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Russia hawks blame Ukraine for car bomb that killed Putin adviser’s daughter

Russian hardline nationalists rushed to blame Ukrainian agents for a stunning car bomb attack just outside Moscow Saturday night that killed the daughter of a leading ideological thinker believed to e a major influence on the foreign policy of President Vladimir Putin.

The death of Darya Dugina, the 30-year-old daughter of ultranationalist Alexander Dugin, seems certain to add a new edge to the fighting in Ukraine, where the invasion ordered by Mr. Putin in February is about to mark its sixth month of indecisive fighting.

Russian investigators said Ms. Dugina died when a bomb placed in her Toyota Land Cruiser detonated on a highway on the outskirts of Moscow. She was pronounced dead at the scene, and social media captured images apparently showing her anguished father viewing the bombing site.

There were conflicting reports on whether Mr. Dugin, a shadowy but influential figure some have called “Putin’s brain,” was the real target of the attack, and whether the car was registered in his or his daughter’s name.

A top aide to Ukrainian President Volodymyr Zelenskyy said Sunday morning that Kyiv had played no role in the attack, but Russian nationalists and pro-Russia Ukrainian separatist leaders rejected that and demanded revenge.

“Vile villains! The Ukrainian regime terrorists tried to liquidate Alexander Dugin, but blew up his daughter,” Denis Pushilin, head of the breakaway Donetsk statelet that Russia has recognized since the war began, wrote on Telegram, according to Agence-France Presse.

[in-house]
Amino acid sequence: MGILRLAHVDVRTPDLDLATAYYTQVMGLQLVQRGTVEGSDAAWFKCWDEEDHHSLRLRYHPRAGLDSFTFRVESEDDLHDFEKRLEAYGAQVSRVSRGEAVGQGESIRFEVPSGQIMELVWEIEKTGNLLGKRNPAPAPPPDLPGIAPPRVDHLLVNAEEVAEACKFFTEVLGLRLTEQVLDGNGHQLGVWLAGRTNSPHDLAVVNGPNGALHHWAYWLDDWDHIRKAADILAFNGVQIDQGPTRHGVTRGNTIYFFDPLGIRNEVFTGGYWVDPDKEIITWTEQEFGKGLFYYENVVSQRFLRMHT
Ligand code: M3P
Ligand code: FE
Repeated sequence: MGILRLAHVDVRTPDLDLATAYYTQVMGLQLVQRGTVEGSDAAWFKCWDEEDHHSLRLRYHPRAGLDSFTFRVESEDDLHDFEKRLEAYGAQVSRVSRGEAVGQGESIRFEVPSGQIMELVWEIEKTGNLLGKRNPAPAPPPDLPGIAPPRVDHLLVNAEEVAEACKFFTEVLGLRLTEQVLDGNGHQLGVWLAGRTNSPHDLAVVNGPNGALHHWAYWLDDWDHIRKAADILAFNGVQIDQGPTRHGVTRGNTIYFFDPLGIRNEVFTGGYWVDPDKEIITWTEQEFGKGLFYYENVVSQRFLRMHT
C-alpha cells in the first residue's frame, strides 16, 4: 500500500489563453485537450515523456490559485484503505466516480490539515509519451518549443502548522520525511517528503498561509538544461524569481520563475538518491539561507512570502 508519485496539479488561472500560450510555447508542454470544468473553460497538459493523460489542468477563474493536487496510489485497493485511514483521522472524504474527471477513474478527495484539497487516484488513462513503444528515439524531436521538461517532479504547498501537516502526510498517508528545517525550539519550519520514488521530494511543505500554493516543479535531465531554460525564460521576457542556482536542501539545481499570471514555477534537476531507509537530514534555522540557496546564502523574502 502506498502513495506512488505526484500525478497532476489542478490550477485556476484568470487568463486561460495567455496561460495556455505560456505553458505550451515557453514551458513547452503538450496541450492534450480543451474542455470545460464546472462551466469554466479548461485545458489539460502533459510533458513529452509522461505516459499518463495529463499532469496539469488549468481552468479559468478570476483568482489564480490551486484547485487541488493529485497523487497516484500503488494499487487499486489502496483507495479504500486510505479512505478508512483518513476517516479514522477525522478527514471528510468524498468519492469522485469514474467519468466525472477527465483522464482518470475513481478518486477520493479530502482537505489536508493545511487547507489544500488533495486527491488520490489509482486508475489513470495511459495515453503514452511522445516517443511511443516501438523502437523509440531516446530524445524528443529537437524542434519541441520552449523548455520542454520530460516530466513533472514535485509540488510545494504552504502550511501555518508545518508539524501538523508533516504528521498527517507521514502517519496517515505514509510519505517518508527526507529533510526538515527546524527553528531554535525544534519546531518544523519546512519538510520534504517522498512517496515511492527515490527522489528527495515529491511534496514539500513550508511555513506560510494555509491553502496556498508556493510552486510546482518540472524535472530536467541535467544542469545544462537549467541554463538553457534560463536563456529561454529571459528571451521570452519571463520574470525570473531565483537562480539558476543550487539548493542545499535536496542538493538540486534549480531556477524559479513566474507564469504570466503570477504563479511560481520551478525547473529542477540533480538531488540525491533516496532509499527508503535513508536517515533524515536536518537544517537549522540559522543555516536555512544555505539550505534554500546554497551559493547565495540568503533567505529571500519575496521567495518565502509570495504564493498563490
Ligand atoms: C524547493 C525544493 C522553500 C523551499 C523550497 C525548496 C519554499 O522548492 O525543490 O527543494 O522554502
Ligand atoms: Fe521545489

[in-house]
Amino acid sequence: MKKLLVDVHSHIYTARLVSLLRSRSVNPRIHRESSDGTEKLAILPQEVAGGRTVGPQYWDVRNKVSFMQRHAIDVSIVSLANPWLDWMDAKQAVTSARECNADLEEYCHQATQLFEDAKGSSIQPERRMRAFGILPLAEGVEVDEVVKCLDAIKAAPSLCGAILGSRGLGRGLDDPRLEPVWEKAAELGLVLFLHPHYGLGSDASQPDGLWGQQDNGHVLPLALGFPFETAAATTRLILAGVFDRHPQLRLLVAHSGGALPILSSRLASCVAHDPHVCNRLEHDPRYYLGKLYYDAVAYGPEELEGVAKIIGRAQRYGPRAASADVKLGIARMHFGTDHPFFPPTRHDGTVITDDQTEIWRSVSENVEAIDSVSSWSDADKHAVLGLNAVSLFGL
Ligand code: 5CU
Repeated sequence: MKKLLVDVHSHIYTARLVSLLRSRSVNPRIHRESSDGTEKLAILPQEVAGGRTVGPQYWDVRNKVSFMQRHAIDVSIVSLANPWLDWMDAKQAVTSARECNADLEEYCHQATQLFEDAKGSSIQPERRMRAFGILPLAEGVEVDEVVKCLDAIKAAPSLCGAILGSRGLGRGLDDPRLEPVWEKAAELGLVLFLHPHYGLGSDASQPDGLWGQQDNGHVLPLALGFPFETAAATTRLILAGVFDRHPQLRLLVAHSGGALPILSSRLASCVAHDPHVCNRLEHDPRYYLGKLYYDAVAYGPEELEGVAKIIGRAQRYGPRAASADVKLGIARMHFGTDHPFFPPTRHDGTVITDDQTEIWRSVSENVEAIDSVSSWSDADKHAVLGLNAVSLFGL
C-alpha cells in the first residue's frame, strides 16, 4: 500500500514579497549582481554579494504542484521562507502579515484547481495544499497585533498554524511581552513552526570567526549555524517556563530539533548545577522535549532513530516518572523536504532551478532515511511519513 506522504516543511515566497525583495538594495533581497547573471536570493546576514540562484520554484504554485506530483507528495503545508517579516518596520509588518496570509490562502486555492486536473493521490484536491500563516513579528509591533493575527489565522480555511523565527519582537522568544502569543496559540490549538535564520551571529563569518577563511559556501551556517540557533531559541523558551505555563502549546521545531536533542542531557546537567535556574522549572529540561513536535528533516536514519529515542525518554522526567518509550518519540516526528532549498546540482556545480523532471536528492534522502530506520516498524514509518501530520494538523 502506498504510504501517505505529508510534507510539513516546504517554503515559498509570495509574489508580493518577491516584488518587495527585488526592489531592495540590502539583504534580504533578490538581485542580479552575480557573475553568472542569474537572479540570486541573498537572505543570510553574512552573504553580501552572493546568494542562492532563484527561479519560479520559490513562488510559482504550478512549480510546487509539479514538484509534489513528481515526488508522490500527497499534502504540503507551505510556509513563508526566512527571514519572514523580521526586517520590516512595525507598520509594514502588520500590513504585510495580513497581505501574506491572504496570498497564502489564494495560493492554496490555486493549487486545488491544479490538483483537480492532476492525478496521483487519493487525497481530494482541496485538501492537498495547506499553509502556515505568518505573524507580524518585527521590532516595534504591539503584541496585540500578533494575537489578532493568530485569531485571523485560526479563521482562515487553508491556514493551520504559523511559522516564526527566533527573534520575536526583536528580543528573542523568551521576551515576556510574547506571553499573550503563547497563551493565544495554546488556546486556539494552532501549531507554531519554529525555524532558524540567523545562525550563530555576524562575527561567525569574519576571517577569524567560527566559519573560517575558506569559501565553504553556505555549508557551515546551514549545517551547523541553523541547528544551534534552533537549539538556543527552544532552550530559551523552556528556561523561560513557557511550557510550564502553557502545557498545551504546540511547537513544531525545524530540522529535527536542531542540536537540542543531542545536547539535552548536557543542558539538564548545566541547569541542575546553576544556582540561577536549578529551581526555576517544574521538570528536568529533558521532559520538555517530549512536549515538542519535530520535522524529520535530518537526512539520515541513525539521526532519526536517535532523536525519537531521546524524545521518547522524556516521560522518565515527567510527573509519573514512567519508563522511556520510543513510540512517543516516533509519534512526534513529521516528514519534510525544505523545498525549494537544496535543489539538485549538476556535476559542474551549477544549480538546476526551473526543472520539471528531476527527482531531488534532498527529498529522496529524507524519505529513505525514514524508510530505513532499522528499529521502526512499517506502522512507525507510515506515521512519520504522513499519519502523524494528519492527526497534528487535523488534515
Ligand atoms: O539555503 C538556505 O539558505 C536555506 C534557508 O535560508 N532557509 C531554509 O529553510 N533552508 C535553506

Mr. Dugin’s direct influence on Mr. Putin has long been a matter of dispute among Kremlin watchers, but many of his long-argued ideas have clearly been on display in the Russian president’s justification for his decision to invade.

An ardent Russian nationalist, Mr. Dugin has called for the unification of all Russian-speaking peoples — including large enclaves in Ukraine and other former parts of the Soviet empire — into one nation and, like Mr. Putin, has argued that Ukraine itself was culturally and politically an integral part of Russia and not a distinct nationality.

He strongly backed Mr. Putin’s decision to seize the Crimean peninsula from Ukraine in 2014, an operation many see as a dress rehearsal for the decision this year to invade Ukraine.

And like Mr. Putin, he has argued that Russia should stand as a bulwark for traditional Christian values in a “clash of civilizations” against the secularizing influences of the West.

Russian investigators said Sunday morning they were treating the car bombing as a “premeditated” contract hit and pursuing all possible leads.

Britain’s Guardian newspaper quoted a friend of Ms. Dugina who said the philosopher and his daughter were supposed to leave together after attending a cultural festival Saturday night, but at the last moment, the daughter went off in the Toyota Land Cruiser alone.

Mykhailo Podolyak, an advisor to Mr. Zelenskyy, strongly denied any role by Ukraine in the killing, telling a television interviewer, “Ukraine has absolutely nothing to do with this, because we are not a criminal state like Russia, or a terrorist one at that.”

This article is based, in part, on wire service reports.

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